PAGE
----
In fact, Apple decided to order its suppliers to stop using benzene and n-hexane during the final assembly of iPhones, iPads, iPods, Mac computers and various accessories. Apple is also requiring all its factories to test all substances to ensure that they don't contain benzene or n-hexane, even if the chemicals aren't listed in the ingredients.
"This is doing everything we can think of … to crack down on chemical exposures and to be responsive to concerns," said Lisa Jackson, Apple's vice president of environmental initiatives, quoted in the South China Morning Post.
"We think it's really important that we show some leadership and really look towards the future by trying to use greener chemistries."
|Apple restricts SVHCs|
Two NGOs have spoken loudly about Apple's lax approach to toxic and unnecessary chemicals in their manufacturing. Green America and China Labor Watch have been front and center. Both have been asking Apple to be more proactive about cleaning the supply chain.
Hundreds of Apple suppliers will need to be brought into compliance.
Apple is the most cash-rich company in the known universe, according to latest rankings. And they often rank in the top three, usually number one, in Gartner's annual ranking of supply chains. In fact, you'll recall from this blog that last May Apple was ranked #1 by Gartner.
So, the question is, if Apple finally spends some money on tidying up the environmental, health and safety of its supply chain operations in Asia, including restricting the use of known substances of concern such as benzene, will it still be #1 in these rankings?
Apple core customer
Once again, it's always surprising that Apple has such a distracted worker safety record and product stewardship approach. Especially given the demographic of Apple's faithful followers. You'd expect people with such progressive taste in eye-wear to be more concerned with safe manufacturing and cradle-to-cradle policies.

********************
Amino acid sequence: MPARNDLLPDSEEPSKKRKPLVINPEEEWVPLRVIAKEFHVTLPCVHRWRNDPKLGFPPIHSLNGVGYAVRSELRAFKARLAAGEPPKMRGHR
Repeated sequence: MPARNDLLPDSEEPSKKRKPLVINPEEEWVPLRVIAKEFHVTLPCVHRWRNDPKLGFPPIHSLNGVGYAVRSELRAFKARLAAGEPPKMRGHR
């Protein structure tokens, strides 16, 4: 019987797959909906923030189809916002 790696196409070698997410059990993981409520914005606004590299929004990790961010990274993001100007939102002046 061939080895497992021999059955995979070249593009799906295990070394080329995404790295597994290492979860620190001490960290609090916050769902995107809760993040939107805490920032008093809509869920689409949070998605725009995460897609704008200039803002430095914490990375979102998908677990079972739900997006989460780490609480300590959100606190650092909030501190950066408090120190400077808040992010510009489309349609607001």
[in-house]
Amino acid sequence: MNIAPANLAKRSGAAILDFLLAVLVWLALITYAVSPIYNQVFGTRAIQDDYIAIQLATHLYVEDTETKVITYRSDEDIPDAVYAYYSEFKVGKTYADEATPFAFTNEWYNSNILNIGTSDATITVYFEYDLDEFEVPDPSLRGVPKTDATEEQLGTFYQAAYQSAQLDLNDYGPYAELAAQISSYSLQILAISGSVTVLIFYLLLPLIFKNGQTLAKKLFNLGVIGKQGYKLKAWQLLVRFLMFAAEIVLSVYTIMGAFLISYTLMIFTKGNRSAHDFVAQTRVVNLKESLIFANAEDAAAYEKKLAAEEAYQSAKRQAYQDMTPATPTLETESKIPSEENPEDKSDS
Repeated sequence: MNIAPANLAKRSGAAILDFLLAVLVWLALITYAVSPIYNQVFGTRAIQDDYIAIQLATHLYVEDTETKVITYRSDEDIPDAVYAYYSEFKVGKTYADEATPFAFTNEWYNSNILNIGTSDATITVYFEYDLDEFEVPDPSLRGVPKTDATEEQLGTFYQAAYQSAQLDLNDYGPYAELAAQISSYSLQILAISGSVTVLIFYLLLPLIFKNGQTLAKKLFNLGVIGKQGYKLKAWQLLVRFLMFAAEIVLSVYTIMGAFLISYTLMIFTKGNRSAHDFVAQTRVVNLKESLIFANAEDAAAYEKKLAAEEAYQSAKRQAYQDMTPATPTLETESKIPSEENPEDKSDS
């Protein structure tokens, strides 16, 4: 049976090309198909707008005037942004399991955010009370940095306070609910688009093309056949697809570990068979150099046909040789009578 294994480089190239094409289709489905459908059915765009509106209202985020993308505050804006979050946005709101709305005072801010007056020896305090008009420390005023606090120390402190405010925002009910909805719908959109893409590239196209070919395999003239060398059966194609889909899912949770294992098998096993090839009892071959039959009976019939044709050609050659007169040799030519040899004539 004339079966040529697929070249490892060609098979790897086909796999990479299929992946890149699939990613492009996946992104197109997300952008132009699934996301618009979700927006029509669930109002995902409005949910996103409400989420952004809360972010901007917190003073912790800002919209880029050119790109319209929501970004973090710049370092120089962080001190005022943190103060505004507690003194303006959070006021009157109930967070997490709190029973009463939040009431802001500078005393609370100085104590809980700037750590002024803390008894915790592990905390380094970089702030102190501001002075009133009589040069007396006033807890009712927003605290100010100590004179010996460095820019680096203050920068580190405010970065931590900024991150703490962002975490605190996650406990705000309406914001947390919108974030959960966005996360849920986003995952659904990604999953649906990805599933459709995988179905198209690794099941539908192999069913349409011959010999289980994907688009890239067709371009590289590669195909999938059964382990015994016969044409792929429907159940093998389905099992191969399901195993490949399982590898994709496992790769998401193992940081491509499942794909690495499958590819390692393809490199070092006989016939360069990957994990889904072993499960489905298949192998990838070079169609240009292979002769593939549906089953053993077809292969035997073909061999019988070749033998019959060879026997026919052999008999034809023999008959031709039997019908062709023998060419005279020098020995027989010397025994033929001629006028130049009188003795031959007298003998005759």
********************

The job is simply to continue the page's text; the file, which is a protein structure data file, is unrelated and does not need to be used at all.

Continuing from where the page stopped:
So far though, the Apple core consumers haven't seeded much in terms of stewardship initiatives. Being a hipster – or a baby boomer – is busy business, it seems, and on the whole there appears to be more interest in whether a gadget takes good selfies.
Looks like it's time for Applers turn the lens a little more outward. Bravo. I wish my concern was all for the environment and for worker safety, but my enthusiasm is largely towards a more level playing field. We all know that the reason so many companies like Apple outsource to China isn't just the proverbial cheap labor. It's the less complex regulatory field.
And while I think it's fair for a business to seek profits for its stakeholders, outsourcing to China largely so that your company can continue to turn a blind eye to uses of known chemicals of high concern like benzene and TCE is really just bad practice.
I'm still optimistic about the self-regulation of industry. Call me old fashioned.
An A for this effort, Apple.